Here is the article, in tact, yet with emphasis added in bold type for analysis purposes, along with italics and underlining.
Question for readers: has an innocent driver been fired?
Raleigh, N.C. — A former Wake County school bus driver charged with assaulting two children on her bus says she did not touch either child.
“I'm not gonna punch no child in no stomach, that’s crazy,” Jacqueline Dennis said Tuesday.
Note first the verb tense. She does to deny punching the child, but tells us what she is not going to do in the future.
Note next the need to ridicule the action.
The double negative is likely part of her subjective speech pattern and should not be used to discount the statement, alone.
This is to avoid saying, "I did not hit the child" in any clear form.
Dennis, 50, is accused of punching a 7-year-old boy in the stomach, twisting his arm, grabbing the back of his neck and shoving him off her school bus during an incident on May 12, according to an arrest warrant. She is also accused of shoving an 8-year-old boy into the metal frame of the school bus window.
The only thing Dennis says she remembers is a kindergartner getting upset at one point.
It would have been interesting had the journalist allowed us to hear her own words about memory because truthful people can only tell us what is in their memory.
“He was on the second step and I said ‘where are you going?’ and he said ‘leave me alone,’” she said. “I went on and didn’t think anything else of it.”
Note communicative language.
We learn that the subject does, in deed, use past tense language, therefore, there is no deficiency in the earlier view of the future tense employed.
Next, note the communicative language. She said that she "said", not "told", nor even "asked", as a question. Does this fit the context?
Finally, note that she tells us what she did not think, rather than what she thought.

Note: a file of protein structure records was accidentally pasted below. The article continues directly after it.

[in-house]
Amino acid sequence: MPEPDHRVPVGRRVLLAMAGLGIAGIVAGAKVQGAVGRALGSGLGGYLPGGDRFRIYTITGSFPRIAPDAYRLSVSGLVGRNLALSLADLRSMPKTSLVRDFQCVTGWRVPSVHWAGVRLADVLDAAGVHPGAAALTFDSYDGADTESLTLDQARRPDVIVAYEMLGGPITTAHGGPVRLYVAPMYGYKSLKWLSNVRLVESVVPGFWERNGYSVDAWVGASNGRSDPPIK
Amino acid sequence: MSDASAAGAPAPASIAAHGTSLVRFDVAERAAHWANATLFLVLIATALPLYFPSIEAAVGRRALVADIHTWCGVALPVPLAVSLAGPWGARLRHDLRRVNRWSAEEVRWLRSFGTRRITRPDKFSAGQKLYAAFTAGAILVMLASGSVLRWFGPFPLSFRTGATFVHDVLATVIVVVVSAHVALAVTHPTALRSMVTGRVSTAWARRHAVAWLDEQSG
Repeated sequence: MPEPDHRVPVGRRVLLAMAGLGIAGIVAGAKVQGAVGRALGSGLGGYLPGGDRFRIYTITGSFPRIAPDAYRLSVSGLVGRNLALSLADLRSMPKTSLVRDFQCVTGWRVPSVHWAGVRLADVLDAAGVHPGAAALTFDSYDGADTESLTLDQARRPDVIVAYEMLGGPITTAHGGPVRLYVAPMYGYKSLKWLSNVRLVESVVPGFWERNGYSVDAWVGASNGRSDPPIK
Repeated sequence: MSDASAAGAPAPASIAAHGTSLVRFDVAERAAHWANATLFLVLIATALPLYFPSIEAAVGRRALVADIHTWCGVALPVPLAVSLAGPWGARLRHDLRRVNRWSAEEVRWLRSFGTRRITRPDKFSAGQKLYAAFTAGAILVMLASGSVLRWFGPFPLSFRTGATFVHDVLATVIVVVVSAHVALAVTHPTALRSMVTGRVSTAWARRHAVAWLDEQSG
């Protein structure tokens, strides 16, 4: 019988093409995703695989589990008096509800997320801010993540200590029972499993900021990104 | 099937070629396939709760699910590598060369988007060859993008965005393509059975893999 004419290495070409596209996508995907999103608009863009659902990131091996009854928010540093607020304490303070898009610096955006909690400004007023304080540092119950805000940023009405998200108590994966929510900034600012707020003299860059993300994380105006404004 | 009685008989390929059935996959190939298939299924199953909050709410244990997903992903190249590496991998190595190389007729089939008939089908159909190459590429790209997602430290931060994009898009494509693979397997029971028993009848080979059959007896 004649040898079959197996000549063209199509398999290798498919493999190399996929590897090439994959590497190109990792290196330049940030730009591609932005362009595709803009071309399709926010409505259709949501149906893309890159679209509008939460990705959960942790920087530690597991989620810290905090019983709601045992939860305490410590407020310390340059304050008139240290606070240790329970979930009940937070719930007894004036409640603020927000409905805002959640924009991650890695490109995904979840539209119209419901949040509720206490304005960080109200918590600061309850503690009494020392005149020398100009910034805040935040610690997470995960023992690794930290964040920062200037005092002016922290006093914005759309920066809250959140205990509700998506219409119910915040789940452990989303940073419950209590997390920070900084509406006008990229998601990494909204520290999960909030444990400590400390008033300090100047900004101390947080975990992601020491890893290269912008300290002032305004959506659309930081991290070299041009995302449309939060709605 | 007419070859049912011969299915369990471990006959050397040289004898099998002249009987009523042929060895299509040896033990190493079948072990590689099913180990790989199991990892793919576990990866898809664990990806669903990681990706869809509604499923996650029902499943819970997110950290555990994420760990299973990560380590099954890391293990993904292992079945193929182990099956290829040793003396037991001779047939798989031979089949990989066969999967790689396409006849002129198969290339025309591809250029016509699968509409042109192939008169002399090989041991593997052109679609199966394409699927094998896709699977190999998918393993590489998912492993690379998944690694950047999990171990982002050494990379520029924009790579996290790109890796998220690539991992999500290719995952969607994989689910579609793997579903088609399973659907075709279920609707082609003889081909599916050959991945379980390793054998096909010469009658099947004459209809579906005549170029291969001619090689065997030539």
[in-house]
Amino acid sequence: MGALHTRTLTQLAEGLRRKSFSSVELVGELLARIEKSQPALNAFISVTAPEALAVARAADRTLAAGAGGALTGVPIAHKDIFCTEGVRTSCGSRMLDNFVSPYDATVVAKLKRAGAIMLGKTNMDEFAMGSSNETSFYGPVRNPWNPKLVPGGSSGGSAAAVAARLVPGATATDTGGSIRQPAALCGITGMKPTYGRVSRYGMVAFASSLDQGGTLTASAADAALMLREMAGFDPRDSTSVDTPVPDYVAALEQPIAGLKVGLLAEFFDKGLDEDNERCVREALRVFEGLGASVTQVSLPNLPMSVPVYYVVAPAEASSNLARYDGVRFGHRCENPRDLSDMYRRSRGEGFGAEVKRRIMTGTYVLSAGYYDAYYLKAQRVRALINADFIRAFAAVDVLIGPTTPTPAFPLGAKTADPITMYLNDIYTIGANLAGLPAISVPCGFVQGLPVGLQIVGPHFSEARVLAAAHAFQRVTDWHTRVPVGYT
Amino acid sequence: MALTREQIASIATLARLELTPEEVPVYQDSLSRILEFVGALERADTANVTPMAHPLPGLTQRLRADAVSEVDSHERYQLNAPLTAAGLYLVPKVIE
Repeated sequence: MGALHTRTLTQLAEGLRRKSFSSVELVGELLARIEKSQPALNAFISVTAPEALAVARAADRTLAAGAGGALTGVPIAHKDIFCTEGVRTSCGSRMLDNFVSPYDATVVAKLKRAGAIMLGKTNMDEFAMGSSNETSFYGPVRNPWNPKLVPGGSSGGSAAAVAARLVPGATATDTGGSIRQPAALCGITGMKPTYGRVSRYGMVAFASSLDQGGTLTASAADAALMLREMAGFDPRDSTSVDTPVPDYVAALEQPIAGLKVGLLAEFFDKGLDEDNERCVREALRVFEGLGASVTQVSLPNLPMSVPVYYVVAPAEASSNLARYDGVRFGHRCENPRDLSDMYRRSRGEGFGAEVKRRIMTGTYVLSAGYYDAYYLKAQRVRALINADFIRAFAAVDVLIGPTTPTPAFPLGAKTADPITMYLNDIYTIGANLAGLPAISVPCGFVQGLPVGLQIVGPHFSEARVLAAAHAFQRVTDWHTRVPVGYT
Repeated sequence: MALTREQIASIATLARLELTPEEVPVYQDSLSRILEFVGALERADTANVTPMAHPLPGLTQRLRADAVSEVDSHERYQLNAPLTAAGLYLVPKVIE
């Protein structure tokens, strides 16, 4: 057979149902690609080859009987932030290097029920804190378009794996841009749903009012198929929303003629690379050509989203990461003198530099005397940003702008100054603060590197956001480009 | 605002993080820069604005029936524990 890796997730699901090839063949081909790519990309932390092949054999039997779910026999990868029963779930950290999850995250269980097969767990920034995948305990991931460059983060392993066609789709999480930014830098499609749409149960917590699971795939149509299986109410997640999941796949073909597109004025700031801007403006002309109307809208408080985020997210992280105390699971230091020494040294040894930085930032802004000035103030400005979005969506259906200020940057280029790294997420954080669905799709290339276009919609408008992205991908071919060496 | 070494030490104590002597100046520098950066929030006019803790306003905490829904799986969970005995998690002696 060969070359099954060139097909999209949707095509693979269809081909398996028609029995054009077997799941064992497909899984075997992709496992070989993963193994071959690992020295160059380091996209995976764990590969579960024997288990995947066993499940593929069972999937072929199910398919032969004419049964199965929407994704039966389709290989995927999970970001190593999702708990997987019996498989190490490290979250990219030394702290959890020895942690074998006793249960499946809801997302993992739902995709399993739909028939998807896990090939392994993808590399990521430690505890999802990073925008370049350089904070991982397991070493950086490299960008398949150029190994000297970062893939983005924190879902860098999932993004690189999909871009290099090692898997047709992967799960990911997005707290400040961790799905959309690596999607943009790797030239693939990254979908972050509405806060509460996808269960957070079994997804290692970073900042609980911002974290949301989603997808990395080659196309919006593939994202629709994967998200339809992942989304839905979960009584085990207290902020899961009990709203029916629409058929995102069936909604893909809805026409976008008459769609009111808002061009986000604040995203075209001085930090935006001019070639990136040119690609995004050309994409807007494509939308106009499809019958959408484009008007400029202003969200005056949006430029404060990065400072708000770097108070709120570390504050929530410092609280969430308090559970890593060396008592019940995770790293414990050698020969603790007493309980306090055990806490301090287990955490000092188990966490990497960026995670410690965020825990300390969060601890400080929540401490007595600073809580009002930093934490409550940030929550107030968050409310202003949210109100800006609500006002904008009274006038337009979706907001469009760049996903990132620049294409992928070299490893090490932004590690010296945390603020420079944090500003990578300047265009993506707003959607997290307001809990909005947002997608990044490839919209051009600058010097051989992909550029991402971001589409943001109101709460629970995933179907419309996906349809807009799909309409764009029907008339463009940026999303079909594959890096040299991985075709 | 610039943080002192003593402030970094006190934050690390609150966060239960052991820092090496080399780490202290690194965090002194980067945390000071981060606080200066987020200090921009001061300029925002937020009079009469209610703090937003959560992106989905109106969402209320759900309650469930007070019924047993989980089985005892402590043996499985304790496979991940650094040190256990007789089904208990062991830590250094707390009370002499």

In account or event statements, truthful subjects will tell us what they did, said and thought. When one tells us what is not done, not said, and not thought, we have some very sensitive points to deal with; possibly deception.
Dennis was filling in for another school bus driver that day.
The Wake County Public School System placed Dennis on non-driving duty on May 13. She resigned from her job on June 19, three days before a warrant for her arrest was issued.
Dennis said she was blindsided by the charges. Her next court appearance is scheduled for August.
Here we have the opportunity to put the principle of Reliable Denial to the test.
A Reliable Denial has three components. What makes a Reliable Denial no longer reliable is this:
1. Any change in the three components
2. Any addition to the three components
3. Any absence of any of the three components.
"I did not kill my sister, Joan."
This is very strong.
I. The pronoun "I" is used
II. The past tense verb is used.
III. The specific act or allegation is answered.
"I know I did not kill my sister Joan" now brings in the additional language of "I know", which is to assert knowledge.
This is unnecessary language.
This is also to add to the 3 components, which means the denial is now "unreliable" itself.
Unreliable does not mean that she did it, it means that this, alone, cannot clear her. The interview would seek a reliable denial. "I know" weakens the assertion and pushes the denial out of "reliable", statistically, to "unreliable", yet not to the category of "deception indicated." Someone may have said, "we know you killed your sister!" to which she responded to the word, "know" in her answer.
Her first sentence coming up is interesting:
“Two charges on two kids I know nothing about,” she said. “I am not going to lose any sleep over this because I know I did not do this.”
"Two charges on two kids I know nothing about."
Did you notice that the "child" above, has been changed to "kids" here?
Also remember to not interpret, but listen to what one tells you.
She is stating that she knows nothing about the charges and does not deny assaulting anyone. The use of "kids" is distancing language from these two "charges", whereas the word "child" is often associated with abuse, including "child abuse", and her use above, coupled with the lack of denial (violating component #2 in the first quote), should help readers get to the truth.
She may not "know" yet the details of the two charges.
I am not going to lose any sleep over this because I know I did not do this.”
She introduces the topic of sleep. This is a very important topic to all of us as it relates to both physical and mental health. It is what refreshes the body and the mind. This is why when someone, in an open statement, gives the location of sleep, it is very important information and is often an indicator of a "refugee" status where the person has to go somewhere else to refresh herself. We find this comes up in D/V cases for women.
That she introduces this topic is important, but the importance increases as it is in the negative, as well. She is concerned about losing sleep.
"I know" is to, again, weaken the denial and then to move to "I did not do this" is to use "this", as closeness, yet it still violates component number three, the specific allegation addressed.
Conclusion: The subject assaulted at least one child and was rightfully terminated.